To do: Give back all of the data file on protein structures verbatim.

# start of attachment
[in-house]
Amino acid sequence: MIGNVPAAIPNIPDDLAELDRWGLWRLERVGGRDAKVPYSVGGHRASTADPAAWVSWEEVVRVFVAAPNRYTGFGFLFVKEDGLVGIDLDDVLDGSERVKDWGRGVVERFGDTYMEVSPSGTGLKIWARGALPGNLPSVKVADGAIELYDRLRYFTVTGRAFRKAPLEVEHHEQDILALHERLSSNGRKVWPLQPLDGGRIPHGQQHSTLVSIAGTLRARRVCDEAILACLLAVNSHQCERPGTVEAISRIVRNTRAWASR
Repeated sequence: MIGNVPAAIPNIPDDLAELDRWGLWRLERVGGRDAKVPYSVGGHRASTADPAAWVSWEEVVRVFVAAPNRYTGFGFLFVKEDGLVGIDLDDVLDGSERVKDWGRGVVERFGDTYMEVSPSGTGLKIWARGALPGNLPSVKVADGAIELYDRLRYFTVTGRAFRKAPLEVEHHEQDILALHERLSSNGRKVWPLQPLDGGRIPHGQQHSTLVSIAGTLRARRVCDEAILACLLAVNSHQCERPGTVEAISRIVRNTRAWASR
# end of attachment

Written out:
[in-house]
Amino acid sequence: MIGNVPAAIPNIPDDLAELDRWGLWRLERVGGRDAKVPYSVGGHRASTADPAAWVSWEEVVRVFVAAPNRYTGFGFLFVKEDGLVGIDLDDVLDGSERVKDWGRGVVERFGDTYMEVSPSGTGLKIWARGALPGNLPSVKVADGAIELYDRLRYFTVTGRAFRKAPLEVEHHEQDILALHERLSSNGRKVWPLQPLDGGRIPHGQQHSTLVSIAGTLRARRVCDEAILACLLAVNSHQCERPGTVEAISRIVRNTRAWASR
Repeated sequence: MIGNVPAAIPNIPDDLAELDRWGLWRLERVGGRDAKVPYSVGGHRASTADPAAWVSWEEVVRVFVAAPNRYTGFGFLFVKEDGLVGIDLDDVLDGSERVKDWGRGVVERFGDTYMEVSPSGTGLKIWARGALPGNLPSVKVADGAIELYDRLRYFTVTGRAFRKAPLEVEHHEQDILALHERLSSNGRKVWPLQPLDGGRIPHGQQHSTLVSIAGTLRARRVCDEAILACLLAVNSHQCERPGTVEAISRIVRNTRAWASR